... proposed a seismic moment rate release of 1.6×10 7 m /yr using a 100 years catalogue, and subsequently, Stefánsson et al., (2003) revised it as 1.2-1.7×10 7 m /yr using a 140 years catalogue (Árnadóttir et al. 2005(Árnadóttir et al. , Stefánsson et al. 2006. In contrast, the seismic moment rate estimates for the RPOR computed from a compilation of local magnitude earthquakes greater than four recorded between 1926 and 2006, reported to be in the range of ~0.4-0.7×10 ...
... We note however that the fault lengths inferred for historical earthquakes in the region are all grossly overestimated by scaling laws from other shallow interplate regions (and their widths far exceed the maximum reported seismogenic depths)(Wells & Coppersmith 1994, Somerville et al. 1999, Mai & Beroza 2000, Hanks & Bakun 2002, Ellsworth 2003, Leonard 2010, Yen & Ma 2011, Thingbaijam et al. 2017. None of those came close to predicting the small fault areas typical of recent SISZ earthquakes, Roth 2004, Stefánsson et al. 2006, Dubois et al. 2008, Hreinsdóttir et al. 2009, Decriem et al. 2010. These studies show that earthquakes in the SISZ are associated with a relatively large global stress drop for a given magnitude, resulting in a much larger slip on relatively small fault planes, compared to strike-slip earthquakes of shallow crustal interplate regions worldwide. ...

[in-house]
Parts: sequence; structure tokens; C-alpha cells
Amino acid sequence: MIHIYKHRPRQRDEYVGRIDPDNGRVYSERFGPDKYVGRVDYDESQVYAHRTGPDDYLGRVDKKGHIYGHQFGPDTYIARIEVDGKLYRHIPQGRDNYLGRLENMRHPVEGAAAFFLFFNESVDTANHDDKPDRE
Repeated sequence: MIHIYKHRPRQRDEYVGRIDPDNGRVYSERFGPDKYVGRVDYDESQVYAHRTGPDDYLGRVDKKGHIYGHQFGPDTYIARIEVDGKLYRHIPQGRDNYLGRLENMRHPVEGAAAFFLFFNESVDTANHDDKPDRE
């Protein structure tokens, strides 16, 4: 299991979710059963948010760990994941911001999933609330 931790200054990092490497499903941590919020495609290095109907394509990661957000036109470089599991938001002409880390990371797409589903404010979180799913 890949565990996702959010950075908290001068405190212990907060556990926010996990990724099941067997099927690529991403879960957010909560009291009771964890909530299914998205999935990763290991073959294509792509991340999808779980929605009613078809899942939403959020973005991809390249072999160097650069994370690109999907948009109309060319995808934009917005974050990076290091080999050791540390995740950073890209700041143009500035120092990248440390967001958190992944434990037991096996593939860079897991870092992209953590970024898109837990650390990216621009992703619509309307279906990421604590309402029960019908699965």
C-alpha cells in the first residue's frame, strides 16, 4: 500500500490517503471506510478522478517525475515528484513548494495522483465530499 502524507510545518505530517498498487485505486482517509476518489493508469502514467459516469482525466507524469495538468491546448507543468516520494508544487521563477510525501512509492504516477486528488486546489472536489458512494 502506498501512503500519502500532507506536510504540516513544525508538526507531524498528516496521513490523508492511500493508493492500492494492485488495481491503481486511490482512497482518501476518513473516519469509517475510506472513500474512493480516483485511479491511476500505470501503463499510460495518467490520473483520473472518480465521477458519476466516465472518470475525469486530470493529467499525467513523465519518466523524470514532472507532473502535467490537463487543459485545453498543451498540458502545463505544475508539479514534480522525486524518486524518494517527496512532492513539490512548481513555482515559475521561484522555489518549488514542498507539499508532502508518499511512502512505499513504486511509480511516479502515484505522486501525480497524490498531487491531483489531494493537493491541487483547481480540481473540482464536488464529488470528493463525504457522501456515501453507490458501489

Article